Former Saskatchewan Premier Brad Wall took a moment to ask everyone in the room – indeed, all Canadians – to show their support for the current federal government and Prime Minister Justin Trudeau in their current battle of words and tariffs with the US President and White House team. Negative comments hurled at Trudeau by top White House officials following last weekend’s G-7 Summit have shocked many, including citizens across the United States and Canada. Tweets, letters, emails… it all helps. “Trudeau deserves the support of every single Canadian,” said Wall, urging people in the room to keep this support “top of mind, front of mind”.
Wall questioned the likelihood of the BC Speculation Tax as being able to “address the goal of the tax”. If more rental vacancy is the goal, does this tax which starts at 0.5% this year (going up to 1% in 2019 for affected residents in BC and 2.0% for non-Canadians) serve to truly increase rental supply? Brad Wall suggests “this tax will affect mostly people of means”. Indeed, some political opponents of the tax have called an ‘envy tax’.There were many gems of wise counsel during today’s session. As one part of the solution it was suggested by one of the speakers that the provincial and federal governments essentially take a heavier hand with municipalities, and direct the local governments to make appropriate housing-related zoning changes. If the directive comes like that ‘from above’, this will relieve local politicians of the natural impediment to avoid doing something unpopular.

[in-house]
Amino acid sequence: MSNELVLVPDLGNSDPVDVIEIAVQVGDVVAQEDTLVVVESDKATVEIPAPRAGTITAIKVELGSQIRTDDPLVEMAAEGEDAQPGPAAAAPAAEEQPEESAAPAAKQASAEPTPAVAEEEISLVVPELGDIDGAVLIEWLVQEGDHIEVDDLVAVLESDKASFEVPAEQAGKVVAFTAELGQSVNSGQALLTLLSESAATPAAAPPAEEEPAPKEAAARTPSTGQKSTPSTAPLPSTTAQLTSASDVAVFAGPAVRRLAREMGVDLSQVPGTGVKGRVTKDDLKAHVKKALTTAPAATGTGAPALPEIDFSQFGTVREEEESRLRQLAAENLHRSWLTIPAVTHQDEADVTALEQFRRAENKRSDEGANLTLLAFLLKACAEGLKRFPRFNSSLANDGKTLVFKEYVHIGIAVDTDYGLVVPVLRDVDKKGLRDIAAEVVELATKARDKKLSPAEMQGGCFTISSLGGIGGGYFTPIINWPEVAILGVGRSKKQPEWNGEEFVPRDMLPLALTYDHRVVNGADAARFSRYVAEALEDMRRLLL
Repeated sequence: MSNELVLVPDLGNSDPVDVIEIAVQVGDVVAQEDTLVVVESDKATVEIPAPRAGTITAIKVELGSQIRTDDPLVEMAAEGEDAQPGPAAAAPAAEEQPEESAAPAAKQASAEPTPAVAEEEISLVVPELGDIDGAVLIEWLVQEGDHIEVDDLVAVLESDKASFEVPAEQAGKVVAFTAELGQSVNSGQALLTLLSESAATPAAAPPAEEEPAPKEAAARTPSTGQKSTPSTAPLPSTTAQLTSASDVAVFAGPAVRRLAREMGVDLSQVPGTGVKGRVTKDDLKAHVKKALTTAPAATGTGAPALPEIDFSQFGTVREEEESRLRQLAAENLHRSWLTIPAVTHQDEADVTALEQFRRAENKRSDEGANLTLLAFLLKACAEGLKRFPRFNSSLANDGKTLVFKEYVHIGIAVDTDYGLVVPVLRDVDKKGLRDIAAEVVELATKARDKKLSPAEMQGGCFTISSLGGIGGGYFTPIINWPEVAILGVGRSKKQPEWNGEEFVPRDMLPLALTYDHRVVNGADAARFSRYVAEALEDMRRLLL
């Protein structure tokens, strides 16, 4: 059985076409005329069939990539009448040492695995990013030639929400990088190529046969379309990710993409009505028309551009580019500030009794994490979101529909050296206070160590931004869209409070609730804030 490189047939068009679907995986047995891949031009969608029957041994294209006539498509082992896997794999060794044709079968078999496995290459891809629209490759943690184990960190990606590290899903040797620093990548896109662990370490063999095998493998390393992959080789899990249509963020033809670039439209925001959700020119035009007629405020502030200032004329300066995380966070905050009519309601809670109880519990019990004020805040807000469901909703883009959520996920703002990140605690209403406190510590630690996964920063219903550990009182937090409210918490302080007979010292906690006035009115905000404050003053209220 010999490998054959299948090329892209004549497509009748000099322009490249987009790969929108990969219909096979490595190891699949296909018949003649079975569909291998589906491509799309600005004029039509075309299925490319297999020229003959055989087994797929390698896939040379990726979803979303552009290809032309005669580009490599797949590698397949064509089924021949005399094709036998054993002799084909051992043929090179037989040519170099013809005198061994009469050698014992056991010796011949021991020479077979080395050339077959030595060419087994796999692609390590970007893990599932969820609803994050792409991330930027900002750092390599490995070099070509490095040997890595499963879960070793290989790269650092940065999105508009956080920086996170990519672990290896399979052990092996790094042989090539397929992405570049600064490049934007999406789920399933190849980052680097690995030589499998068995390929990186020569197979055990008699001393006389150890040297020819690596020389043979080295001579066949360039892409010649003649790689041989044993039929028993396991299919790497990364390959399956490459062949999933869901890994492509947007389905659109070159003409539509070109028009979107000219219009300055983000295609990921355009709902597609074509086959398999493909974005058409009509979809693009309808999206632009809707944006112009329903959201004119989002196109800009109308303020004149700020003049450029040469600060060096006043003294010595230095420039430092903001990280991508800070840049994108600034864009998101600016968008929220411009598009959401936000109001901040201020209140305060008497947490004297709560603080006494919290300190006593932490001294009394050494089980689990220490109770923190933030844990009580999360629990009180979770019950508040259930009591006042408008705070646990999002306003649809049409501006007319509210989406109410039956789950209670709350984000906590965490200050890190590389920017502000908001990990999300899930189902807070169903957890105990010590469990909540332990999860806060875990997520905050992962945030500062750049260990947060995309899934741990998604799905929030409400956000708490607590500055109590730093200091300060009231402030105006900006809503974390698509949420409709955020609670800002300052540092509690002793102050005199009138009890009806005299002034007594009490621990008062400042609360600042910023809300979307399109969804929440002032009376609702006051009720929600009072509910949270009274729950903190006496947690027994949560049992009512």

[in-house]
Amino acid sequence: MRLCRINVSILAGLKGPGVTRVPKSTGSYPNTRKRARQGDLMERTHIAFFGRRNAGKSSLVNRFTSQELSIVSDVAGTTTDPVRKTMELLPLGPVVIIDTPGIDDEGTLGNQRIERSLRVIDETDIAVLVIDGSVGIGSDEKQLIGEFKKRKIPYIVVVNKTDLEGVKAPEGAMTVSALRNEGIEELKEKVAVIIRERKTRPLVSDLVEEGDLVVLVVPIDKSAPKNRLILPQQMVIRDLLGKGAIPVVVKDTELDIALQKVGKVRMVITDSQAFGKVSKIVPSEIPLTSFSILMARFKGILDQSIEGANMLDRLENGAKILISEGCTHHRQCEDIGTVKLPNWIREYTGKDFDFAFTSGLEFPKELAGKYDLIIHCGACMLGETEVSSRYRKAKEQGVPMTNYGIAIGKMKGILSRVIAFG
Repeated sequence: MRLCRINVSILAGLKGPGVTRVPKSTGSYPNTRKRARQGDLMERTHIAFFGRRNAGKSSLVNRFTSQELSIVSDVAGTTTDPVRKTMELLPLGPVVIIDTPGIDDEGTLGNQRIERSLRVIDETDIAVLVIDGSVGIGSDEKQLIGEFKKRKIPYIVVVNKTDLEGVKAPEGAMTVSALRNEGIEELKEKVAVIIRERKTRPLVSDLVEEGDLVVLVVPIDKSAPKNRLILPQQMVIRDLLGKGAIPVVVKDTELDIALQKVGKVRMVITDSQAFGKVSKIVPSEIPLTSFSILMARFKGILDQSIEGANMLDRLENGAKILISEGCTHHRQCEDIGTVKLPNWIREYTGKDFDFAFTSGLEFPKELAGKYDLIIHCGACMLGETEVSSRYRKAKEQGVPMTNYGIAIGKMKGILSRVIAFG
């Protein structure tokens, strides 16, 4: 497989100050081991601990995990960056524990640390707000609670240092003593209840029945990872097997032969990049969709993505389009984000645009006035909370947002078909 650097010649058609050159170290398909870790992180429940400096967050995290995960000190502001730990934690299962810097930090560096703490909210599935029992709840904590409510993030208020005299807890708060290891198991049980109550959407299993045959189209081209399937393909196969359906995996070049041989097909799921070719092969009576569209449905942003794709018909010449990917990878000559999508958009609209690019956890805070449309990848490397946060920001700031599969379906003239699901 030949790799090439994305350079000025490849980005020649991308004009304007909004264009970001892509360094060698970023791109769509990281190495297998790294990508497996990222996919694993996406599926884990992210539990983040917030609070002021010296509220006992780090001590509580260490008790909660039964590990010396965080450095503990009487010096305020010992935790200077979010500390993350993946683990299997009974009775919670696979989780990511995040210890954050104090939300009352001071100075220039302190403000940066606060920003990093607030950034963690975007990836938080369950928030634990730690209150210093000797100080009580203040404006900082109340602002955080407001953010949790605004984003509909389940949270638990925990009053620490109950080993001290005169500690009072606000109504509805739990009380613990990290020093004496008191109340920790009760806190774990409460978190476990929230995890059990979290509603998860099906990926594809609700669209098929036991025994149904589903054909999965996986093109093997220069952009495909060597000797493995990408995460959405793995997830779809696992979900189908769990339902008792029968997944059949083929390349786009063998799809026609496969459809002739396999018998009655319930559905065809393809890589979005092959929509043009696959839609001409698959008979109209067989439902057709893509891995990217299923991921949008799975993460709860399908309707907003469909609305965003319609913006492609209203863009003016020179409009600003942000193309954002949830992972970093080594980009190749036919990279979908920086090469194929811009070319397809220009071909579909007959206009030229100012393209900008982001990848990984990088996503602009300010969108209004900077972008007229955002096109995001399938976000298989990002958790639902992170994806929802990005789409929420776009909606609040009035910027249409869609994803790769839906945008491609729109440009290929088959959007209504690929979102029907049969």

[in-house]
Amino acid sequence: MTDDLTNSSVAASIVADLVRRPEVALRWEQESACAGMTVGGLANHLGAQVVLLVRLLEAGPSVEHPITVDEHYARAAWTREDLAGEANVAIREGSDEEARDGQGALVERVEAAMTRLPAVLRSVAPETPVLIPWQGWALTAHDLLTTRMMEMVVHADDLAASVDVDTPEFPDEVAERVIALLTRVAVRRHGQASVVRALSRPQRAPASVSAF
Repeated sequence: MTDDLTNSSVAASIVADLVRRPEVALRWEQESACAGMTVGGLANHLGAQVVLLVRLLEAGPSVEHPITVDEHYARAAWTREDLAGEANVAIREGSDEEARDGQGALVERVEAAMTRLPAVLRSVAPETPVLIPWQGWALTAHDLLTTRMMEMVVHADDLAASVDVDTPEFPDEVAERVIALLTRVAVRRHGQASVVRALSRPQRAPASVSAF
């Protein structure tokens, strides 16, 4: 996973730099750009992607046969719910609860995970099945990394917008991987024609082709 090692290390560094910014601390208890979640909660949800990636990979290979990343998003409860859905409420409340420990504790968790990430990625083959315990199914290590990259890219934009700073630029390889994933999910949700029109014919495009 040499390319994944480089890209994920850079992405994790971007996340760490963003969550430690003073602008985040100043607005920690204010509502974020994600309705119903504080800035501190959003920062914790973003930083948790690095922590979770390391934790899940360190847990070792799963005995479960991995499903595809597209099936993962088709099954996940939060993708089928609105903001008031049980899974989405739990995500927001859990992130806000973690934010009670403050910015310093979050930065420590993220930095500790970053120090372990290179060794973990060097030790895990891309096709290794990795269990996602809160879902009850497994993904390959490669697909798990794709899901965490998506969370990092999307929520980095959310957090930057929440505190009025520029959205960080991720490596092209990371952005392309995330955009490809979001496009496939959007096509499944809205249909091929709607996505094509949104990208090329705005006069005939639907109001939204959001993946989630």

Langford’s success with zoning efficiencies was mentioned. Afterward Langford Mayor Stew Young said that zoning approvals are frequently achieved within three months, and that building permits can often be issued in about 48 hours. This helps developers get on with the job of building homes.
Stew Young agrees with the idea of the capital gains tax being increased from 7% to 10%, an idea that was floated during the formal presentations. The increase could be directed toward development of affordable housing. He added that additional taxation “steals assets from hard working families”.
Victoria Mayor Lisa Helps addressed the crowd at the start of the lunch. She summarized that Victoria’s economy has been prosperous “but it’s not going to stay that way until we crack the housing nut”. She pitched for the BC Government to find something “in place of the speculation tax”.
The crowd was served coffee, an appetizer, lunch and dessert during the 2-hour session of speeches, panel presentations, and questions from the audience. The day was hosted as the 6th Annual Kenneth W. and Patricia Mariash Global Issues Dialogue. Ken Mariash spoke highly of the zoning and permit efficiencies in Langford, and that a speculation tax only works when there is no supply issue.
Increasing housing supply was the main overall going-forward message of the day. The BC Government’s 30-point plan does outline various programs and funding initiatives to increase housing supply – the promised 114,000 units over 10 years, but much of that is targeted to specific socioeconomic groups and not a direct support to the development industry that produces the housing units that are needed in BC. Recent research by the BC Non-profit Housing Association shows that 34,167 more housing units will be needed in the Greater Victoria area by 2038.